Feb 25, 2009, 6:14 AM
Sheikh Abdoullah Jah Foundation, in collaboration with Royal Victoria Teaching (RVTH), recently commenced a two-week training course for 50 midwives on the use of the partograph, an essential tool for monitoring the labour and delivery process of pregnant women.
Delivering his keynote address at the occasion, the Permanent Secretary, Department of State for Health and Social Welfare, Sulayman Samba, said, "investment in capacity development in the use of the partograph tends to be more strategic. This is because its design attempts to scale up the services of traditional Birth Attendants (TBAs) and link them the formal health system to generate knowledge and skills required to monitor the entire human procreation cycle. This facilitates timely decisions to address complicated delivery conditions and the causal factors of maternal mortality."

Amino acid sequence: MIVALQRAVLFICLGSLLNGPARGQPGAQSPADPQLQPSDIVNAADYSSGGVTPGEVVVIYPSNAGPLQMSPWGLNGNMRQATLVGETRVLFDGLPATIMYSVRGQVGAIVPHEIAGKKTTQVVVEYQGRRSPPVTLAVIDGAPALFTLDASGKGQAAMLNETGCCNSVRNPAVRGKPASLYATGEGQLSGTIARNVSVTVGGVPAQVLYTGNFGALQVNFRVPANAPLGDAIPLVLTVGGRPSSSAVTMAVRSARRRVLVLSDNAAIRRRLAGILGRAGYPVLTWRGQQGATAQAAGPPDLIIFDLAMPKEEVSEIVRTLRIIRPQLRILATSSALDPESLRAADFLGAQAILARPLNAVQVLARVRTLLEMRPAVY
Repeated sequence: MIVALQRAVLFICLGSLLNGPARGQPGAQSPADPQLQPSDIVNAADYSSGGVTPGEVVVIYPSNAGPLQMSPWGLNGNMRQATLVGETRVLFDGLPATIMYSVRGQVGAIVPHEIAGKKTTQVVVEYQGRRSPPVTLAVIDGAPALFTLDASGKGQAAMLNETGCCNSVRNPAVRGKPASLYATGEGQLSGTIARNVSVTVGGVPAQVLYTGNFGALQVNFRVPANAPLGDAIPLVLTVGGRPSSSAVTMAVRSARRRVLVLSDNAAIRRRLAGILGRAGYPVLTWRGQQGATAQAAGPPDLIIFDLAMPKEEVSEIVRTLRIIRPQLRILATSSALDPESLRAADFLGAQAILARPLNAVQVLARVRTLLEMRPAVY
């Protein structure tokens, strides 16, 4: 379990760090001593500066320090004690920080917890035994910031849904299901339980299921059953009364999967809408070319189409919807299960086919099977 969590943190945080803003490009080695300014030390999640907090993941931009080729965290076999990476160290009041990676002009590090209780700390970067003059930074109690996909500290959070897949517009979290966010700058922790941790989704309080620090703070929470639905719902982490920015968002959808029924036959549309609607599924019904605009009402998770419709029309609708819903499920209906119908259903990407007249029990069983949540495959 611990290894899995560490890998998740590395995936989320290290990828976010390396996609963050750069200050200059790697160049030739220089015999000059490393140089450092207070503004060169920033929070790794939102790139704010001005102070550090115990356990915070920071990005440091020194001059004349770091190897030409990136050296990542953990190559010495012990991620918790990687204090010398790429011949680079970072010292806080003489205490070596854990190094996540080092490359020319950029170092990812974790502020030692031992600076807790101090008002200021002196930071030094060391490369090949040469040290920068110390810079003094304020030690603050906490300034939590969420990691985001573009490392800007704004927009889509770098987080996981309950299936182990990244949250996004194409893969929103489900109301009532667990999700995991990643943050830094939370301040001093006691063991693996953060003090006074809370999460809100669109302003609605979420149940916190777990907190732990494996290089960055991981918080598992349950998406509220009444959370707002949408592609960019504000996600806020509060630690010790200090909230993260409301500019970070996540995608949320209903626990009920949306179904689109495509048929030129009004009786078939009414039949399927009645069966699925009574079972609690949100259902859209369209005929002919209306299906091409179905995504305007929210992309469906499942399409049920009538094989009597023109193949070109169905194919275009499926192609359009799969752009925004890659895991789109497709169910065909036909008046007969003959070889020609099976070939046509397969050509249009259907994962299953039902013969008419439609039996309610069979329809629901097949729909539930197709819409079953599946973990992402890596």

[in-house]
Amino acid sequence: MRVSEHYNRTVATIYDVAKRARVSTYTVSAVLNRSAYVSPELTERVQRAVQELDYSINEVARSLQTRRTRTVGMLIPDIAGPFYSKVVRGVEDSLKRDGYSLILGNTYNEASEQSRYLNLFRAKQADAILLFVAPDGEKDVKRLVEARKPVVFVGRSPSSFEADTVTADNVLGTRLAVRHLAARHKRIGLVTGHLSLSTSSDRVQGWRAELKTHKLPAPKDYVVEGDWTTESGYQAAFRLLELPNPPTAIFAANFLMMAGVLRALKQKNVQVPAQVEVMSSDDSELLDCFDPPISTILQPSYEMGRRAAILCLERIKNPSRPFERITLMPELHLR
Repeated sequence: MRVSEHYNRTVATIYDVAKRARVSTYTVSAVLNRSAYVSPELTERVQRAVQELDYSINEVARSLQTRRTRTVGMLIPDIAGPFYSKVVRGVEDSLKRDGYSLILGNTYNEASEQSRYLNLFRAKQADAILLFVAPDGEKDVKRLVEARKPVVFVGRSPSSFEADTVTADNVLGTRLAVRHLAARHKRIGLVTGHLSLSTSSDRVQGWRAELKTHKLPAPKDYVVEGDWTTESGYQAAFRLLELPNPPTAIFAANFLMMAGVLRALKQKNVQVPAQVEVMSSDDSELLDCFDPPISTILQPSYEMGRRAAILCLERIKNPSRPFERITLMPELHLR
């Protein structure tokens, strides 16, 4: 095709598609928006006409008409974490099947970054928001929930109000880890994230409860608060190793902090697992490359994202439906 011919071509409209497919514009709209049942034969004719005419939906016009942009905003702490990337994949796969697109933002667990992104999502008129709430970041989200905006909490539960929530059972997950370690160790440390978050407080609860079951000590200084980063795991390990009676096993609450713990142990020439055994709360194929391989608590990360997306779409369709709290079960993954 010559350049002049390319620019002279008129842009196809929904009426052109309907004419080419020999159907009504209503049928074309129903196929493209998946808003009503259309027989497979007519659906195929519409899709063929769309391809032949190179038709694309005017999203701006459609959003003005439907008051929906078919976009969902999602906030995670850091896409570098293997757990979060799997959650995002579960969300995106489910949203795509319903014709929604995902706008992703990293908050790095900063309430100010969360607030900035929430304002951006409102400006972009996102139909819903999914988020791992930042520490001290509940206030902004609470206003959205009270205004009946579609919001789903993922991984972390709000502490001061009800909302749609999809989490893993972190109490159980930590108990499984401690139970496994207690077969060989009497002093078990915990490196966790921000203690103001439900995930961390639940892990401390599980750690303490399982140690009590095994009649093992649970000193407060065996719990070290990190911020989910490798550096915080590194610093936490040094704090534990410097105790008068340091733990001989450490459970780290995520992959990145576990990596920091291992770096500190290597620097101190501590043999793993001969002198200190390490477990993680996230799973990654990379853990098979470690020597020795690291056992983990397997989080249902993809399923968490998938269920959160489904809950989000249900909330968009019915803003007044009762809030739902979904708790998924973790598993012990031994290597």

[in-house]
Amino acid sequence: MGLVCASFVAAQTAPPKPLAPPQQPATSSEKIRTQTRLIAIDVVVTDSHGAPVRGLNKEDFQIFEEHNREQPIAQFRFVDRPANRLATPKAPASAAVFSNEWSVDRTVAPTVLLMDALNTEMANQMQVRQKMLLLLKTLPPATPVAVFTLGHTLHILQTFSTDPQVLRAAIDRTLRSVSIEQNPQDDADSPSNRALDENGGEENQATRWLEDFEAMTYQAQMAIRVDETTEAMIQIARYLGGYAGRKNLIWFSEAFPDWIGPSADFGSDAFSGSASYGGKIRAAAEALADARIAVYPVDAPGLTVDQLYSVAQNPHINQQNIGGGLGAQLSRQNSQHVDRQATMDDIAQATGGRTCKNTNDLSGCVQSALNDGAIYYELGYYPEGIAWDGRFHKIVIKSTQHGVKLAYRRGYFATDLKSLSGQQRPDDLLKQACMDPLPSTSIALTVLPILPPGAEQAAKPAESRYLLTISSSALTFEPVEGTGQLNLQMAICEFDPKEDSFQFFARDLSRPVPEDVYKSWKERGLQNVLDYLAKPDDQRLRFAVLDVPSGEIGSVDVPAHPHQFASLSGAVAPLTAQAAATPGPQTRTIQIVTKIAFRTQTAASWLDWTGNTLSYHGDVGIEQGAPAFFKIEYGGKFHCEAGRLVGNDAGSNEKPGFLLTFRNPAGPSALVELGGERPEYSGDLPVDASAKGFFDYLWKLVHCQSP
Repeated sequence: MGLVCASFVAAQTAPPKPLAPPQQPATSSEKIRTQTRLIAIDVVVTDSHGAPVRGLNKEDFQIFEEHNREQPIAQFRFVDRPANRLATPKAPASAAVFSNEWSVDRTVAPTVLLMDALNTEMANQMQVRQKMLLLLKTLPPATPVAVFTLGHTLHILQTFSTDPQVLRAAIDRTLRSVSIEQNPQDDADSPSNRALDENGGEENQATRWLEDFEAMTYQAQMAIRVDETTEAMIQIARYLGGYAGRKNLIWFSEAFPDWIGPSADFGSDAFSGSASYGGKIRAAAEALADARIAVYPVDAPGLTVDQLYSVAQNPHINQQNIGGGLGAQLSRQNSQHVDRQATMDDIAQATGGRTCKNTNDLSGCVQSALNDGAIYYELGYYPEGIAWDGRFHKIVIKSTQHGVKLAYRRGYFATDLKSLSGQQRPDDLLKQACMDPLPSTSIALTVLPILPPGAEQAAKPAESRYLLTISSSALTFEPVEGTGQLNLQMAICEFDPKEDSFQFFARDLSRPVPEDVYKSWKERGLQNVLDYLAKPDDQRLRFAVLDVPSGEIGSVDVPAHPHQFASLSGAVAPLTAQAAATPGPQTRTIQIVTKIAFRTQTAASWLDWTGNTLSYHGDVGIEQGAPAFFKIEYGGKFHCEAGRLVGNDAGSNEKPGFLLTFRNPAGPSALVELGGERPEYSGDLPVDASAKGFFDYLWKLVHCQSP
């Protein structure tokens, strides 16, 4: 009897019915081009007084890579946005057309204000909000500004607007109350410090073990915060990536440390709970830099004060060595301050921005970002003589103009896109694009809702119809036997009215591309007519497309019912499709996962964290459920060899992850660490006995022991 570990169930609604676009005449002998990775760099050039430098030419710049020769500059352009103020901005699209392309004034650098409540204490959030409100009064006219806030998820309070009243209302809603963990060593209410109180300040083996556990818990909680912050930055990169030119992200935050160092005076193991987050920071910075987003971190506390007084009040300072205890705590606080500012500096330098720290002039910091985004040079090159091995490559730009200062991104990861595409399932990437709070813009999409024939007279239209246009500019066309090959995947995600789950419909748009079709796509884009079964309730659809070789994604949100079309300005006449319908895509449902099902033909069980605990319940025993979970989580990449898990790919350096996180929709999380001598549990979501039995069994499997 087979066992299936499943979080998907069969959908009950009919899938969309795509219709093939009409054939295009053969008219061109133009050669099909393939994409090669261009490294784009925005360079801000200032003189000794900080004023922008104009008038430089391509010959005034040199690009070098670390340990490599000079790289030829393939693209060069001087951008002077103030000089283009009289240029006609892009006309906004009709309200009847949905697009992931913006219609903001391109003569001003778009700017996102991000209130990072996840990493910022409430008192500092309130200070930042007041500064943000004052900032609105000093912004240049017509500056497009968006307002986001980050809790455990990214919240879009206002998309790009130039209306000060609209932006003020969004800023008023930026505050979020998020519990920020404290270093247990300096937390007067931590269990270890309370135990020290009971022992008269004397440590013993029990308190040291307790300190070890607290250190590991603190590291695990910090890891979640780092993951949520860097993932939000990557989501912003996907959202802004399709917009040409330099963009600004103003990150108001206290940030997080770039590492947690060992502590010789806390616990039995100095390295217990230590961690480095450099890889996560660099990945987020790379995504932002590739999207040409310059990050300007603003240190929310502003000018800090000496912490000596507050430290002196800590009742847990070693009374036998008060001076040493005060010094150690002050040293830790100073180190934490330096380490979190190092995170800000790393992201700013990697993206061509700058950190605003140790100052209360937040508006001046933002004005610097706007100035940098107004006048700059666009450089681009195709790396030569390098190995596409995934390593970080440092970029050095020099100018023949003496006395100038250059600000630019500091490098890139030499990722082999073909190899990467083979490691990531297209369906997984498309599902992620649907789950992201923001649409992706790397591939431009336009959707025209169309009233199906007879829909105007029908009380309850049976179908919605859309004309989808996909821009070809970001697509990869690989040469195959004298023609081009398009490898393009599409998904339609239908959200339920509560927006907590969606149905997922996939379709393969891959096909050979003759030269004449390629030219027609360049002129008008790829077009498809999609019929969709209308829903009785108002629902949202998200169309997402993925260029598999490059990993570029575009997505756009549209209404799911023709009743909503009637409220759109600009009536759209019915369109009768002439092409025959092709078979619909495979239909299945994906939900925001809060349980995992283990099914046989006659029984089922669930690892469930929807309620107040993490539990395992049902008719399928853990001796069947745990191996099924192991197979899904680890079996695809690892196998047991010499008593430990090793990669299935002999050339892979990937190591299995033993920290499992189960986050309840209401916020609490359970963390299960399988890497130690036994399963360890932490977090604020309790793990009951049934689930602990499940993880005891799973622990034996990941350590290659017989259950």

Mr Samba thanked SAJCF for financing the training, noting that over the years the foundation has made an impact by training lot of health and traditional birth attendants.
Speaking earlier, on SAJCF's sponsorship, Professor Dr Omar Jah, President of the foundation, stated that since the inception of the foundation in 2004 they have been conducting mobile medical clinic trips and treating patients in rural communities free of charge as well as training medical personnel.
He added that the training of midwives on the use of partograph and other safe delivery support systems is a continuation of their commitment to support the efforts of Department of State for Health in its drive to attain the Millennium Development Goals (MDG) on the reduction of maternal, new born and infant mortality in The Gambia.
For his part, the Chairman of the Hospital management Board, Dr Ebrima Malick Samba, said they want to achieve vision 2010 and also to meet the MDG targets.
Mr Muhammed Jah, making a PowerPoint presentation on the operations of the foundation, said the objectives of SAJCF are to offer free medical treatment to rural communities and also to offer free medical training.
He revealed that since its inception the foundation has treated 11,000 patients.
Others speakers at the ceremony included the Chief Medical Director of the RVTH.